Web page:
I said something about the house seeming quieter than usual, but he didn’t register. He went on instead to explain how he found Jenny, and how helpful she’d been getting the house back in order after the funeral. I was relieved my dad ignored my comment. Of course the place was quieter. Half the household wasn’t there anymore. My stepmom’s high-pitched squeak welcoming me home had always given me some kind of reference point, and without her, it was like I was out at sea with my dad, lost and restless.
“You know,” he said in an uncharacteristically small, hesitant voice, “this is your home, too. It always has been. Pam felt the same way.” I thanked him and went to the guest room to take a nap.
I woke up a couple hours later and found my father frying empanadas in the kitchen. This is a family ritual with us. He learned to make them from his father who’d been a cook in Argentina, and to this day I think that watching him make those fried dumplings was one of the few things that still connected me to my relatives in South America. It also is one of the few things that used to connect me to my dad.
Whenever I went to visit, he’d make them for me. Janet thought this was his way of telling me he cared about me. “A non-verbal cue,” she’d explain, “typical of men of a certain age.” She was always quick to add, though, that food could never be a substitute for a real emotional connection. Honestly, when I saw my father take a couple empanadas out of the pot of boiling oil, I was glad that Janet had stayed home. Even if she was right, I loved watching my father cook. As a kid, I somehow knew there was something special going on when he was in the kitchen—the way he lost himself while chopping a vegetable or tasting a sauce. I wanted to be part of that world.
“They’re cooler on the bottom,” he told me when he finally looked up. “After lunch I can show you the new flowers I planted last fall.” I tried to tell him I’d love to but my mouth was already full of food. He went on: “Pam always loved roses. During her last week, I’d pick one every day and bring it to her along with her medication.” He went back to the stove and put another four empanadas in the pot. His face had lost any hint of the smile he’d been flashing since I arrived. Over the crashing sound of the boiling oil, he asked me a question: “Alejandro, I know this is none of my business, but do you really love her? You don’t seem like a man in love.”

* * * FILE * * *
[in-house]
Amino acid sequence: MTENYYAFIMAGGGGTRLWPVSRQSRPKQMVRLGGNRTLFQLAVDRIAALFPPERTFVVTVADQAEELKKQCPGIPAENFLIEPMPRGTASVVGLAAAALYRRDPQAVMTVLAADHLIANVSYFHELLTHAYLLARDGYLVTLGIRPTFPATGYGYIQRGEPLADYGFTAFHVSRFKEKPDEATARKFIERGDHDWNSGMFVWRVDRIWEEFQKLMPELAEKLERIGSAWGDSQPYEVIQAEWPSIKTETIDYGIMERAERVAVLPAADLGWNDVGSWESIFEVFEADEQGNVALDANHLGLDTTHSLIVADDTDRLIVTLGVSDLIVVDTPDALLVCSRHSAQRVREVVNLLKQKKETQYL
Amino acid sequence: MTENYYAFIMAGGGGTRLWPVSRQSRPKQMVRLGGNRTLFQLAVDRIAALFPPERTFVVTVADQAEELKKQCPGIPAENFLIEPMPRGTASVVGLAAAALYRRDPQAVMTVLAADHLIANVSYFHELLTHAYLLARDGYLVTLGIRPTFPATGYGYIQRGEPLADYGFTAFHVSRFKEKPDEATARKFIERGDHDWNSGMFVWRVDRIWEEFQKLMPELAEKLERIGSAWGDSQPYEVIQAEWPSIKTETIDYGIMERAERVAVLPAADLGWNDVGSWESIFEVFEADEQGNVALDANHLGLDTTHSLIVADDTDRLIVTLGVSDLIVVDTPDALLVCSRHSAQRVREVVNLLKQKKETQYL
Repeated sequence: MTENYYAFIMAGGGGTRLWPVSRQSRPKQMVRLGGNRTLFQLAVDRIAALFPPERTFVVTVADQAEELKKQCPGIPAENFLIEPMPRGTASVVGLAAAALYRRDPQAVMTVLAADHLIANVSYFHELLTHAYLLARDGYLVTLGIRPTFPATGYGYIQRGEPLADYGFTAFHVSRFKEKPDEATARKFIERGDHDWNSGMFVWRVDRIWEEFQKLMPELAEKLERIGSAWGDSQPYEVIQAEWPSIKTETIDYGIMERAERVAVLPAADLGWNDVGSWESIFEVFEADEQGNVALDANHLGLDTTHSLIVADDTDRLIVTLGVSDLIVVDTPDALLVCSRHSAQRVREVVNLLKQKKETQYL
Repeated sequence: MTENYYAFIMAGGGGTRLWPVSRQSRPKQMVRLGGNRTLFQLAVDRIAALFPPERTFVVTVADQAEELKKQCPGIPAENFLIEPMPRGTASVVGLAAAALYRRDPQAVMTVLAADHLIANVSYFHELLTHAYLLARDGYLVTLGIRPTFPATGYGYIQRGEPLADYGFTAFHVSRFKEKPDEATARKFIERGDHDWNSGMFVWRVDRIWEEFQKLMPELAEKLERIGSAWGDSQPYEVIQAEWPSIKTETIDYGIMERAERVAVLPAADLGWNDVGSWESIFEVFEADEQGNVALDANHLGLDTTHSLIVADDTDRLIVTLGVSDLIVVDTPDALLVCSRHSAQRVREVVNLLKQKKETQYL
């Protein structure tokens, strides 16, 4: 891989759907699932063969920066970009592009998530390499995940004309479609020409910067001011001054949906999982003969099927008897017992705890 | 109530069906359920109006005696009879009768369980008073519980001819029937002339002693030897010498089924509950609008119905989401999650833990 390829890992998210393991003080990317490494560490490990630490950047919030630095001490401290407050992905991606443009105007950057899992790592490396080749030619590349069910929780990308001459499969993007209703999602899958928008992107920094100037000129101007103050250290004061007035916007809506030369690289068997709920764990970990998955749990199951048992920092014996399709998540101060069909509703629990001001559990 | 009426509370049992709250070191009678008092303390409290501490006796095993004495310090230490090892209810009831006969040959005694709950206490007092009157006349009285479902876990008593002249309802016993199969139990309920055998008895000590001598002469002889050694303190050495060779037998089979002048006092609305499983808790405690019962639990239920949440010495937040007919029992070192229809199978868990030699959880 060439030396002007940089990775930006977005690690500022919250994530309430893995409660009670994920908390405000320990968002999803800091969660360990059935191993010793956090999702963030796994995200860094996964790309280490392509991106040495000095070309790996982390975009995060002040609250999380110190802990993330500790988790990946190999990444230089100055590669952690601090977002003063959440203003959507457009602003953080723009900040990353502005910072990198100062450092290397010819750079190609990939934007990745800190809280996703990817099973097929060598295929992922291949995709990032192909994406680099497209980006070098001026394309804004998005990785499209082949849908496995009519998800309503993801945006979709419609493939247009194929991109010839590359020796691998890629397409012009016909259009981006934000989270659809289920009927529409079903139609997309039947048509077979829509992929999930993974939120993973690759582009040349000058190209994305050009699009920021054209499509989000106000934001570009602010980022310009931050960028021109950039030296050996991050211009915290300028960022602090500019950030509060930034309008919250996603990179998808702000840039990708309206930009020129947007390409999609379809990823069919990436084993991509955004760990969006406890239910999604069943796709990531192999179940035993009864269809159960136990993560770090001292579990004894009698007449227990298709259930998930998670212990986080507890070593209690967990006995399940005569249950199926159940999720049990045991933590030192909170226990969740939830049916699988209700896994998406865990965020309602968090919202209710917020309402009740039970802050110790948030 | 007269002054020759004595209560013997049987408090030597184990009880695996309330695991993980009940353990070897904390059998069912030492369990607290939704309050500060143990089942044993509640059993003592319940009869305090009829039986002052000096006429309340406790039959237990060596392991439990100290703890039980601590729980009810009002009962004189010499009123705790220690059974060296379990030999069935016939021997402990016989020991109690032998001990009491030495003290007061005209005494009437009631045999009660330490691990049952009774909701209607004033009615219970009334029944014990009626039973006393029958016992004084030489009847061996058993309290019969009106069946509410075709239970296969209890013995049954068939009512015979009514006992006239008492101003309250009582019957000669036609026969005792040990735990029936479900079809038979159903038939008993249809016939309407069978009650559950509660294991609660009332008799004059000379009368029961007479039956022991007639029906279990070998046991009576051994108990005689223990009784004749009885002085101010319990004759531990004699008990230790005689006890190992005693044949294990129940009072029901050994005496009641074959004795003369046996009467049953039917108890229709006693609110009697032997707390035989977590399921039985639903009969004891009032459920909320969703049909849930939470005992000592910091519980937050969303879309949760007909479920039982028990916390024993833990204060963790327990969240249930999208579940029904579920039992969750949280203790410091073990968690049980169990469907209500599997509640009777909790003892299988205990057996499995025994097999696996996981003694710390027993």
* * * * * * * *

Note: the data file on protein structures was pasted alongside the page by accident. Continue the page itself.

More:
I put down the empanada I was eating. “What are you talking about?”
“I don’t want to offend, mi hijo. But you don’t seem excited about having a wife.”
“Well, maybe I’m like you,” I said. My voice was jittery all of the sudden, and I was annoyed by the tremble in my voice.
He walked over and put a couple more empanadas on my plate. “You’re still angry about your mother and me?” he asked. After another minute of listening to the sound of frying dough and trying to avoid looking at my father, I told him I wanted to borrow the car.
“What do you need? I went to the market before you got here.”
“I’m just going to buy some beer.”
“Beer? With empanadas?” he asked. He’d been in the country for more than half his life and he still thought of beer as being something anglo and foreign. I told him I hated wine and again asked to use the car. He held out the keys so I’d have to walk over to him, and when I reached out to take them, he grabbed my hand. “Don’t be angry, hijo,” he told me. “I like Janet. She seems…nice.”